Jordan Staal's status uncertain

PITTSBURGH -- Like the game itself, Pittsburgh Penguins center Jordan Staal's availability for Saturday's Winter Classic is in a state of flux.

Penguins general manager Ray Shero told ESPN.com that Staal has been medically cleared to play, but Staal missed training camp and the first 39 regular-season games, making his conditioning a concern. He will remain a game-time decision.

Staal joined his teammates Friday morning for their first and only practice at the temporary sheet of ice at Heinz Field, and in fact lost a shootout competition at the end of the workout.

With Saturday's game time pushed back to 8 p.m. ET, the Penguins and Capitals both will take a traditional morning skate at Consol Energy Center. That might be enough for Staal to make his first appearance in a Penguins jersey since a skate sliced a tendon in his foot during the second round of the Stanley Cup playoffs last season.

He suffered a setback in coming back from the foot injury and missed training camp. Then, when he was about to return, he suffered a broken right hand after being hit by a shot during practice. He had surgery for that injury Nov. 2.

"Considering the fact that it's his first game coming up and hasn't had a training camp and has gone through the injuries, it maybe makes it more difficult versus if he'd been at training camp, played 20 games and you know missed 15," coach Dan Bylsma told reporters Friday afternoon.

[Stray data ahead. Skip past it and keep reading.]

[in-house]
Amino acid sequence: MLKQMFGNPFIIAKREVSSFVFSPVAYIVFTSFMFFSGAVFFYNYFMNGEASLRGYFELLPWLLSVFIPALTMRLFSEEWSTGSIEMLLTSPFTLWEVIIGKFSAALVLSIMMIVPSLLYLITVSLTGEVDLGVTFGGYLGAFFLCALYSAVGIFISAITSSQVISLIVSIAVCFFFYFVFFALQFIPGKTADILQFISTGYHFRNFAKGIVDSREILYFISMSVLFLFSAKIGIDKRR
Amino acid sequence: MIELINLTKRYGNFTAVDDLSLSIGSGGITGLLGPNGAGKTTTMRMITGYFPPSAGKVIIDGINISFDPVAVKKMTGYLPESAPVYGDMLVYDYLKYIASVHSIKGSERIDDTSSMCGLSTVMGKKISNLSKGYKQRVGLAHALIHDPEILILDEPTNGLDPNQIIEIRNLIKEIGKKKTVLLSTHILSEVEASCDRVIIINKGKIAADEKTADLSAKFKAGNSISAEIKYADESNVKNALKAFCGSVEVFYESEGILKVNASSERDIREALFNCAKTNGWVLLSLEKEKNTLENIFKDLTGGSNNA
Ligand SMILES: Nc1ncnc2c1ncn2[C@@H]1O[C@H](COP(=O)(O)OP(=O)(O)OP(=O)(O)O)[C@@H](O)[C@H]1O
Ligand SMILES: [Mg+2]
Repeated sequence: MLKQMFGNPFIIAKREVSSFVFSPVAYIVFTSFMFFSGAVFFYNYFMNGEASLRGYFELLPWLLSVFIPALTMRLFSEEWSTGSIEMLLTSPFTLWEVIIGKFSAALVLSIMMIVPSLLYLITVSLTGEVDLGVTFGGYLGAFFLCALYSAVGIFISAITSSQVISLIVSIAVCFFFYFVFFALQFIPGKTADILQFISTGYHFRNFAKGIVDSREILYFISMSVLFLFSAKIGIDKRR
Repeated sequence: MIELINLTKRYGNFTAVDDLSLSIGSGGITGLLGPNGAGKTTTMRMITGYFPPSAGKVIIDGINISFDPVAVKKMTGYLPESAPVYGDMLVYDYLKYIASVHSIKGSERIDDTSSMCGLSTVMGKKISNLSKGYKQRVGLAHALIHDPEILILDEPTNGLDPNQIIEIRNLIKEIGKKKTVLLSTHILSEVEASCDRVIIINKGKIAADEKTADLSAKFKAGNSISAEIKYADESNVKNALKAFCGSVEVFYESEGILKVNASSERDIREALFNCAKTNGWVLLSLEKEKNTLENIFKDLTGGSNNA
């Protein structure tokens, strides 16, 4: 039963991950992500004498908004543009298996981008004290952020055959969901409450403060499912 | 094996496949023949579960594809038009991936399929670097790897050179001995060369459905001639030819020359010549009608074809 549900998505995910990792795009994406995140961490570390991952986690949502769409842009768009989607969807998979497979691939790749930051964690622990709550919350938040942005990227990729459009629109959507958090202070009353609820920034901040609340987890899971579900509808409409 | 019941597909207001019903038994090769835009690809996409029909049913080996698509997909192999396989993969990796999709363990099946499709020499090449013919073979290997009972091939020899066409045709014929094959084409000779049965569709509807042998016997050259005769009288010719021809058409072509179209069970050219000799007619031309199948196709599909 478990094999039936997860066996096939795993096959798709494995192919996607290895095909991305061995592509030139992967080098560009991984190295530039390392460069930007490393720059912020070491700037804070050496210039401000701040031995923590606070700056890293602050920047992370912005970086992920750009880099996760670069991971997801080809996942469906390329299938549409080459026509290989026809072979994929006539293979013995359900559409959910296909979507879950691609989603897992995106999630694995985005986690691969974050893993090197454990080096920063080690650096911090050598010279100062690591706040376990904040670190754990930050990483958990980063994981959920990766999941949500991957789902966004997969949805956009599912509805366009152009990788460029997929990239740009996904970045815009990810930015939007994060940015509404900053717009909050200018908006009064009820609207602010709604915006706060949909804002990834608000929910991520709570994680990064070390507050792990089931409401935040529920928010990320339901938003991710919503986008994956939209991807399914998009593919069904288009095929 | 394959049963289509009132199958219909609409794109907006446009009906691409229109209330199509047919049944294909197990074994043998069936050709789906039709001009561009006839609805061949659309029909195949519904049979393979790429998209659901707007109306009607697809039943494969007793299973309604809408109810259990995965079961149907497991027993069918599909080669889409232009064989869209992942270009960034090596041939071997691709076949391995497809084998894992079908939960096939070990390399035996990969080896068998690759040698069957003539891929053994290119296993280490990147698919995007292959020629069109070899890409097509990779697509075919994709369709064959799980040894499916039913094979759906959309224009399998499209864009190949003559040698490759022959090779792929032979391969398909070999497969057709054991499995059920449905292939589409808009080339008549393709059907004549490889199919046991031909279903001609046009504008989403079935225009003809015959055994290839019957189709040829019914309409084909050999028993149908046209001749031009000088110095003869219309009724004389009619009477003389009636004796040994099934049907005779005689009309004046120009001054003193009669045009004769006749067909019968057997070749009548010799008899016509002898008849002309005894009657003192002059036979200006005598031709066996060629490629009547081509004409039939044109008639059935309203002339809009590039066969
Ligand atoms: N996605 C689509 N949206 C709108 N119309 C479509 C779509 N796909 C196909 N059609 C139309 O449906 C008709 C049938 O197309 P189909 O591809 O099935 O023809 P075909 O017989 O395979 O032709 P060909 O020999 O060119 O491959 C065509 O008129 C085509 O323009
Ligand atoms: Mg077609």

"It's tough to figure out where to put a guy back in who hasn't had a training camp and hasn't played, confidence level with the injuries that he's had and you know that he's coming off of are issues," he said.

Staal, who didn't meet with reporters Friday after the team's workout and family skate, is one of the game's best defensive forwards and was a key contributor to the Penguins' Stanley Cup run in 2009.

When he does return to action, he is expected to center a line with Evgeni Malkin, also a natural center, playing the wing, Bylsma said.
He said he wouldn't expect Staal to assume his natural workload of 19 to 20 minutes a night.

"I can see him jumping right into 14 to 16 minutes, penalty killing and playing center with Malkin on the wing," Bylsma said.

Scott Burnside covers the NHL for ESPN.com.